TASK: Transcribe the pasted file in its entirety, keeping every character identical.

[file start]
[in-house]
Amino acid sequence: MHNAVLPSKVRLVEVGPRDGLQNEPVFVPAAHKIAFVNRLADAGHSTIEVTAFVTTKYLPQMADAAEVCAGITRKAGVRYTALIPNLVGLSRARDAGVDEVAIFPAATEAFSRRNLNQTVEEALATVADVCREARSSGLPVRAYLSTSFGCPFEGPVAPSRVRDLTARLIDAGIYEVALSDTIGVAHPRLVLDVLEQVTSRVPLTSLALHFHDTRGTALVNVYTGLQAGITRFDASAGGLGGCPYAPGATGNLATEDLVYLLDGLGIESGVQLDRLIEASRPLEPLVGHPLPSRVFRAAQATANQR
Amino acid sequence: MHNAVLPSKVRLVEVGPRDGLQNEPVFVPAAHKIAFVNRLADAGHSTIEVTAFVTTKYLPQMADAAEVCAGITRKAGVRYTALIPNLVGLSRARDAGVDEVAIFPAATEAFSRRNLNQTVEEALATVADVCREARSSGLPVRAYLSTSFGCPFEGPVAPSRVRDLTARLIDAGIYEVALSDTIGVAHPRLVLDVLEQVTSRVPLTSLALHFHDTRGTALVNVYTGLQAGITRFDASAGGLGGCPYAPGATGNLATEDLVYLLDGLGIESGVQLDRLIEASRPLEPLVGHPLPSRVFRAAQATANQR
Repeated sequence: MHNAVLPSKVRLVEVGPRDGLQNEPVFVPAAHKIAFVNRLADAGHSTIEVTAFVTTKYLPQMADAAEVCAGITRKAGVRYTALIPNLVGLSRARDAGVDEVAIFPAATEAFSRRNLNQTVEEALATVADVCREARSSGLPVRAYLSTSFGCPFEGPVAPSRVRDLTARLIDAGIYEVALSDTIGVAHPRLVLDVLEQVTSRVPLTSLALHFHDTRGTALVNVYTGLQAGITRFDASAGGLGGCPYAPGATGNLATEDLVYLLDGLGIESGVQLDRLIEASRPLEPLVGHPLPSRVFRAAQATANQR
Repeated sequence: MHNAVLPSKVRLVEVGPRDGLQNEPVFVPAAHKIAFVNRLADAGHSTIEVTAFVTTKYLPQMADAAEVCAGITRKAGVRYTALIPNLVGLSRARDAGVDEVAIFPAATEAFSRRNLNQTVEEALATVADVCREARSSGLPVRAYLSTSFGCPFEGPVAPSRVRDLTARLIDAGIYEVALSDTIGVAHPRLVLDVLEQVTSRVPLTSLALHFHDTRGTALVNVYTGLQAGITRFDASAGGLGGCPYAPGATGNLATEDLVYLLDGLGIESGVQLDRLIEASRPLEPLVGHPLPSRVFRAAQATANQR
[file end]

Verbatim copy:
[in-house]
Amino acid sequence: MHNAVLPSKVRLVEVGPRDGLQNEPVFVPAAHKIAFVNRLADAGHSTIEVTAFVTTKYLPQMADAAEVCAGITRKAGVRYTALIPNLVGLSRARDAGVDEVAIFPAATEAFSRRNLNQTVEEALATVADVCREARSSGLPVRAYLSTSFGCPFEGPVAPSRVRDLTARLIDAGIYEVALSDTIGVAHPRLVLDVLEQVTSRVPLTSLALHFHDTRGTALVNVYTGLQAGITRFDASAGGLGGCPYAPGATGNLATEDLVYLLDGLGIESGVQLDRLIEASRPLEPLVGHPLPSRVFRAAQATANQR
Amino acid sequence: MHNAVLPSKVRLVEVGPRDGLQNEPVFVPAAHKIAFVNRLADAGHSTIEVTAFVTTKYLPQMADAAEVCAGITRKAGVRYTALIPNLVGLSRARDAGVDEVAIFPAATEAFSRRNLNQTVEEALATVADVCREARSSGLPVRAYLSTSFGCPFEGPVAPSRVRDLTARLIDAGIYEVALSDTIGVAHPRLVLDVLEQVTSRVPLTSLALHFHDTRGTALVNVYTGLQAGITRFDASAGGLGGCPYAPGATGNLATEDLVYLLDGLGIESGVQLDRLIEASRPLEPLVGHPLPSRVFRAAQATANQR
Repeated sequence: MHNAVLPSKVRLVEVGPRDGLQNEPVFVPAAHKIAFVNRLADAGHSTIEVTAFVTTKYLPQMADAAEVCAGITRKAGVRYTALIPNLVGLSRARDAGVDEVAIFPAATEAFSRRNLNQTVEEALATVADVCREARSSGLPVRAYLSTSFGCPFEGPVAPSRVRDLTARLIDAGIYEVALSDTIGVAHPRLVLDVLEQVTSRVPLTSLALHFHDTRGTALVNVYTGLQAGITRFDASAGGLGGCPYAPGATGNLATEDLVYLLDGLGIESGVQLDRLIEASRPLEPLVGHPLPSRVFRAAQATANQR
Repeated sequence: MHNAVLPSKVRLVEVGPRDGLQNEPVFVPAAHKIAFVNRLADAGHSTIEVTAFVTTKYLPQMADAAEVCAGITRKAGVRYTALIPNLVGLSRARDAGVDEVAIFPAATEAFSRRNLNQTVEEALATVADVCREARSSGLPVRAYLSTSFGCPFEGPVAPSRVRDLTARLIDAGIYEVALSDTIGVAHPRLVLDVLEQVTSRVPLTSLALHFHDTRGTALVNVYTGLQAGITRFDASAGGLGGCPYAPGATGNLATEDLVYLLDGLGIESGVQLDRLIEASRPLEPLVGHPLPSRVFRAAQATANQR